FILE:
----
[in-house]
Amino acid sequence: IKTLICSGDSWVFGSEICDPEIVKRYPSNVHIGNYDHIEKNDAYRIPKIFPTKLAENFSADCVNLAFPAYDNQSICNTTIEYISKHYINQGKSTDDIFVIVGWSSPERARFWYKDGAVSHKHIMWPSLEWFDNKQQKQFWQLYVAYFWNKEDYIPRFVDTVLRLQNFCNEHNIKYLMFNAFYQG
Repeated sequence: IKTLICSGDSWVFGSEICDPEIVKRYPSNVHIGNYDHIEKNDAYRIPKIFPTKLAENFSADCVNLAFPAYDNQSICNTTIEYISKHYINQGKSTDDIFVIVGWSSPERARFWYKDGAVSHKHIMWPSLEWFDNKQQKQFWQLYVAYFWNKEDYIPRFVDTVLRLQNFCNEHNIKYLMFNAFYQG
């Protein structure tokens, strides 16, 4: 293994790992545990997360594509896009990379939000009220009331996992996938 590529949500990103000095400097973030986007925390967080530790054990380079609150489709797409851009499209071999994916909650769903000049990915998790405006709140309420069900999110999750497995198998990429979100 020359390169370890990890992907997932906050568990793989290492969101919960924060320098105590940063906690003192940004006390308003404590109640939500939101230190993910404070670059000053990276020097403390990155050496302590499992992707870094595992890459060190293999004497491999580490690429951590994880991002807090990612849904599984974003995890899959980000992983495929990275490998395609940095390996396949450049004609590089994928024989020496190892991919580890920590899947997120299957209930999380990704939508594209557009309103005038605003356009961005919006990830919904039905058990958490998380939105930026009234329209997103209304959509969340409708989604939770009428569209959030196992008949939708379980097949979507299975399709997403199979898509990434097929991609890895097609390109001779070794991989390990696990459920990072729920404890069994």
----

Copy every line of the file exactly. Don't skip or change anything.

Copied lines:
[in-house]
Amino acid sequence: IKTLICSGDSWVFGSEICDPEIVKRYPSNVHIGNYDHIEKNDAYRIPKIFPTKLAENFSADCVNLAFPAYDNQSICNTTIEYISKHYINQGKSTDDIFVIVGWSSPERARFWYKDGAVSHKHIMWPSLEWFDNKQQKQFWQLYVAYFWNKEDYIPRFVDTVLRLQNFCNEHNIKYLMFNAFYQG
Repeated sequence: IKTLICSGDSWVFGSEICDPEIVKRYPSNVHIGNYDHIEKNDAYRIPKIFPTKLAENFSADCVNLAFPAYDNQSICNTTIEYISKHYINQGKSTDDIFVIVGWSSPERARFWYKDGAVSHKHIMWPSLEWFDNKQQKQFWQLYVAYFWNKEDYIPRFVDTVLRLQNFCNEHNIKYLMFNAFYQG
């Protein structure tokens, strides 16, 4: 293994790992545990997360594509896009990379939000009220009331996992996938 590529949500990103000095400097973030986007925390967080530790054990380079609150489709797409851009499209071999994916909650769903000049990915998790405006709140309420069900999110999750497995198998990429979100 020359390169370890990890992907997932906050568990793989290492969101919960924060320098105590940063906690003192940004006390308003404590109640939500939101230190993910404070670059000053990276020097403390990155050496302590499992992707870094595992890459060190293999004497491999580490690429951590994880991002807090990612849904599984974003995890899959980000992983495929990275490998395609940095390996396949450049004609590089994928024989020496190892991919580890920590899947997120299957209930999380990704939508594209557009309103005038605003356009961005919006990830919904039905058990958490998380939105930026009234329209997103209304959509969340409708989604939770009428569209959030196992008949939708379980097949979507299975399709997403199979898509990434097929991609890895097609390109001779070794991989390990696990459920990072729920404890069994």